As the fire service keeps evolving so do the tactics of company operations. Depending on the department and the respective jurisdiction everyone has their own special needs to better operate within their response area. Some area may require tankers/tenders due to their area lacking hydrants or a quint type of aerial apparatus may be better suited for an area that is isolated from other areas and has the potential to use the ladder for a rescue while a crew is stretching a hose line. The same concept may be applied to how engines are designed to be equipped with hose lines in different locations for better operability including traverse lines that may be deployed of either side of the apparatus, lines racked lines that allow for lines to be deployed off the rear, and lines that are designed in the front bumper. Each type of line location may have a different variation that allows for firefighters to deploy multiple lengths and in various directions.
The front bumper line is important to think about because it allows for multiple advantages when operating at an incident. Every department has their own operating procedure that details how apparatus shall respond and operate at an incident. The location of the line allows for the apparatus to be positioned nosed into the scene rather than pulling past or stopping directly parallel to the incident. This apparatus placement may benefit the operation in situations such as a vehicle incident in a roadway where there must be a constant flow of traffic, an incident at the end of a cul-de-sac where apparatus parking scarce, or at end of a property with an isolated driveway. As always department procedures and constant training with these types of set ups will better develop the skills and thought processes of your firefighters.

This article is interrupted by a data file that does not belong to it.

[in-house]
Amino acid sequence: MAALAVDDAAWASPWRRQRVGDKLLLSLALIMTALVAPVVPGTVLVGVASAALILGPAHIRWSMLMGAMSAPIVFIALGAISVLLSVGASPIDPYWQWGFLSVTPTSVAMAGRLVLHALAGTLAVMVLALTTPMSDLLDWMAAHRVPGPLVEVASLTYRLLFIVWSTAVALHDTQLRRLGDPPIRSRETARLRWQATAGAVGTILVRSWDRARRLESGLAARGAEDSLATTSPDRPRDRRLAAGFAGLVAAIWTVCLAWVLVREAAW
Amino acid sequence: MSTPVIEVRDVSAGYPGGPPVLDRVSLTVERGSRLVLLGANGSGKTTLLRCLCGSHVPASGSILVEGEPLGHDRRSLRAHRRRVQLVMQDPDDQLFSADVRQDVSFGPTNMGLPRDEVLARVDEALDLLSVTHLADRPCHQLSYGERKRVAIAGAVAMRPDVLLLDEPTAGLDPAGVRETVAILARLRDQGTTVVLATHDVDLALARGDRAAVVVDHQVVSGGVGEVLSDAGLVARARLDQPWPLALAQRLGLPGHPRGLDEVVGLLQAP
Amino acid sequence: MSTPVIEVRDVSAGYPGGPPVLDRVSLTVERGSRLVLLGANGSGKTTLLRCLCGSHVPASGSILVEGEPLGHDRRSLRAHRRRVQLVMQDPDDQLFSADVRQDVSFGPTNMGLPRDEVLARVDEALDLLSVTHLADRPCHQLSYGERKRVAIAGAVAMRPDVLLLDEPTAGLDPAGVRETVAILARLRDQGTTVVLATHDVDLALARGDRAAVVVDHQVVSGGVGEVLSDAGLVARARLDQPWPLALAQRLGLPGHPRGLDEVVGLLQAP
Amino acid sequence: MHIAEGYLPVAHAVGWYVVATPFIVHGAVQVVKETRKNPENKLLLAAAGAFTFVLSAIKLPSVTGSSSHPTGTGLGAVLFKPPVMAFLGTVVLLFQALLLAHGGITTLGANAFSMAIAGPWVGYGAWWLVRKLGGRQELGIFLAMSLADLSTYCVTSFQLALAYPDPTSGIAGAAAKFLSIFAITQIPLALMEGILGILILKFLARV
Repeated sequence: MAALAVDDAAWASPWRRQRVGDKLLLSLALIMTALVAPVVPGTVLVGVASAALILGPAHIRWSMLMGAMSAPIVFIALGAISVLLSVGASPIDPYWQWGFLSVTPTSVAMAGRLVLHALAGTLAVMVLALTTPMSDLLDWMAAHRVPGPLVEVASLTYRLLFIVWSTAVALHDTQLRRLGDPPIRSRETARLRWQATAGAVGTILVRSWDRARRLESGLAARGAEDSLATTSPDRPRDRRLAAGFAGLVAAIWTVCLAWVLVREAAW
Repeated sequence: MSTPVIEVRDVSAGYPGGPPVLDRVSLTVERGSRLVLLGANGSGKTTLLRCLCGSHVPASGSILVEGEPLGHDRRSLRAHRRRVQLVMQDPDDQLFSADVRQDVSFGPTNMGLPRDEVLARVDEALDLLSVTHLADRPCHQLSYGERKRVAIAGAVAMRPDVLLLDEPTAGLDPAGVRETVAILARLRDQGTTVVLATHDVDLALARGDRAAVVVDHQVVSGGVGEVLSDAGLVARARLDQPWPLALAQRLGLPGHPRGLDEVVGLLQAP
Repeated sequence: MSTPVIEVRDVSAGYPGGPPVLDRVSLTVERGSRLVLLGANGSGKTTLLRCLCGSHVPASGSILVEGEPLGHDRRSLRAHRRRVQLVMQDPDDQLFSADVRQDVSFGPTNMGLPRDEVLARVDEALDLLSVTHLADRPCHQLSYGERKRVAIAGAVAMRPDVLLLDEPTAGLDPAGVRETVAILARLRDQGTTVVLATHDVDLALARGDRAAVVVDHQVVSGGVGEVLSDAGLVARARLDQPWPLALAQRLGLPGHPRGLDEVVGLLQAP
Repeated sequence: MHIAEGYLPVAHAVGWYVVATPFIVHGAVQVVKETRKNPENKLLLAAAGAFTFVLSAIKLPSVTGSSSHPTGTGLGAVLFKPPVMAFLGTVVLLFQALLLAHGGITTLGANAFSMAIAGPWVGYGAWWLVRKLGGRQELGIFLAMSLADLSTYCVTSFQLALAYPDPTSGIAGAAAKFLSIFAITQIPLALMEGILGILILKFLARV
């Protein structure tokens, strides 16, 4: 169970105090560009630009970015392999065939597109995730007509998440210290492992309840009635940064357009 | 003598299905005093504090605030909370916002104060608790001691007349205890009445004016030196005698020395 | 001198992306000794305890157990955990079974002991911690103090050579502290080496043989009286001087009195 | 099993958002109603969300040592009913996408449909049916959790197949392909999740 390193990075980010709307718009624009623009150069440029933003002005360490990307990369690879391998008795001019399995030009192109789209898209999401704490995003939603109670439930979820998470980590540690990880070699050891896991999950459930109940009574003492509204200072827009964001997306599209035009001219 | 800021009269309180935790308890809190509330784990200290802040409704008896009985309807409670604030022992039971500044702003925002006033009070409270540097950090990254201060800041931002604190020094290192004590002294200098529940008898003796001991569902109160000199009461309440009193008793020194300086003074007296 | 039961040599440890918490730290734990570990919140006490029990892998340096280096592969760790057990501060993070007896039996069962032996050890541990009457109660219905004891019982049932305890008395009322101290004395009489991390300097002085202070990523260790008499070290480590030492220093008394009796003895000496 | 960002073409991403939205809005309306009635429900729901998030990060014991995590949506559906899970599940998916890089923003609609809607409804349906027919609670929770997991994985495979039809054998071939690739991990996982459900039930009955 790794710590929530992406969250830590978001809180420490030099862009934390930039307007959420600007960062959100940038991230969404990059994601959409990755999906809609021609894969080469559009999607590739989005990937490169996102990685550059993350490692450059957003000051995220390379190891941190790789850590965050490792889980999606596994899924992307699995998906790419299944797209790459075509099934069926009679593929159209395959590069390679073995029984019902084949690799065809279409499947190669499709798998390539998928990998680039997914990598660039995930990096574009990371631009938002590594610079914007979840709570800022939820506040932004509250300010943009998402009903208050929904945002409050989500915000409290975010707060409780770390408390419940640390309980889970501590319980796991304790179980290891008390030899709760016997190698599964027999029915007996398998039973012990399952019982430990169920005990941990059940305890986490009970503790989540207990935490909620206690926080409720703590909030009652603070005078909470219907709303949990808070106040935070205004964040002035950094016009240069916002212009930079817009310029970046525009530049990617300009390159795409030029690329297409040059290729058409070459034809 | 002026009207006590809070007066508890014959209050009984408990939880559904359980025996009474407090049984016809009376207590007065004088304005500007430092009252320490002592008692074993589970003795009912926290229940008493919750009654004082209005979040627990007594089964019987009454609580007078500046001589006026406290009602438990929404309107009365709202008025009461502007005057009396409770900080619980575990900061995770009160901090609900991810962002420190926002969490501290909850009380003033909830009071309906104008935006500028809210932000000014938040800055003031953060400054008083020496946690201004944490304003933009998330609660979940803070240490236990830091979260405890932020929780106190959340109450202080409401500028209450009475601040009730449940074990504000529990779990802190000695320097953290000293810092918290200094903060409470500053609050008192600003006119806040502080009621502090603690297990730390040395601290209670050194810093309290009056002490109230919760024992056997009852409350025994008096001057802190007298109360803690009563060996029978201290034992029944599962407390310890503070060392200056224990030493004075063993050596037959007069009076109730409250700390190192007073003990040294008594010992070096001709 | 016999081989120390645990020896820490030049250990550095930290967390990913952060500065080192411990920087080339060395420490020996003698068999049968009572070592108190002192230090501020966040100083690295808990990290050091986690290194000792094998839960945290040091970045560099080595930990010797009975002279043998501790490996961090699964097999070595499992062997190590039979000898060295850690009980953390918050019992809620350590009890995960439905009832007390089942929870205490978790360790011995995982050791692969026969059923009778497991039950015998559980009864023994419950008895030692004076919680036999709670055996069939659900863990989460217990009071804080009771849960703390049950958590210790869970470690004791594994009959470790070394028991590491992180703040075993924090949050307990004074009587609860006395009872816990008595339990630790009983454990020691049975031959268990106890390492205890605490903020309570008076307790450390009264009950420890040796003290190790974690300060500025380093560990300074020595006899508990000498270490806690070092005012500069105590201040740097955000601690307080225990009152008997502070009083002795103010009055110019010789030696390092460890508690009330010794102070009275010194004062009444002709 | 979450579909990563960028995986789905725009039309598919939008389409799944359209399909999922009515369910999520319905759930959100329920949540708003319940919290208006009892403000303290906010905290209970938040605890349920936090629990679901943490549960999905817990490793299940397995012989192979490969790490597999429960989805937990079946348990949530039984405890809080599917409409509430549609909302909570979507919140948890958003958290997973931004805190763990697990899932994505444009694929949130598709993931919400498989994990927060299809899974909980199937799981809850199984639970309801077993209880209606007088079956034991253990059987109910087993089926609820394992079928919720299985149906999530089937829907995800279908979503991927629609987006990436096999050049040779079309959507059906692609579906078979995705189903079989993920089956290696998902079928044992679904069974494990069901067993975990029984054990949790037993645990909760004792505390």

There are different ways of packing a bumper line ranging from a triple flat lay with ended loops to a double reverse doughnut roll that allows for one firefighter to deploy the line without much effort. Many departments differ the way they run their front bumper lines, and each department uses it for a different reason. Some departments need to run them as 1st in attack line due to home placement and apparatus positioning, others run them as car/trash fire lines. The photo above of Waldwick First Due Engines shows a 100ft of 1.75″ hose used primarily as a trash line. The hose is flat packed accordion style. This pack allows the department to deploy this hose in a timely matter when the incident does not dictate pulling a true attack line from the cross lays or the rear. This pack also allows the members to break the hose into a 50ft length, when 100ft is not needed. With this style of pack, the nozzle and backup firefighter just simply need to walk straight toward the incident, with little to no mess being made on the ground.
The modified triple horseshoe flat lay allows for the line to broken down into increments of 50’ in the case of this engine pictured . It works in a similar way as the accordion pack however the hose is vertically positioned and allows for a firefighter to either deploy directly out of the tray or pull the deployment loops on the left in order to take out each section out of the tray. The third photo shows a hose line on the front bumper of a quint that is designed for minor fires and incidents. This rack also features the reverse horseshoe with the loop closer to the piping rather than the opposite side. The way in which a line is racked depends on the apparatus, the personnel, and constant training. Every firefighter may have a preference to how and when to use the line but it the responsibility of the leadership to provide adequate training and guidelines on the usage of the dedicated line.
Robert Policht and Michael Ferrara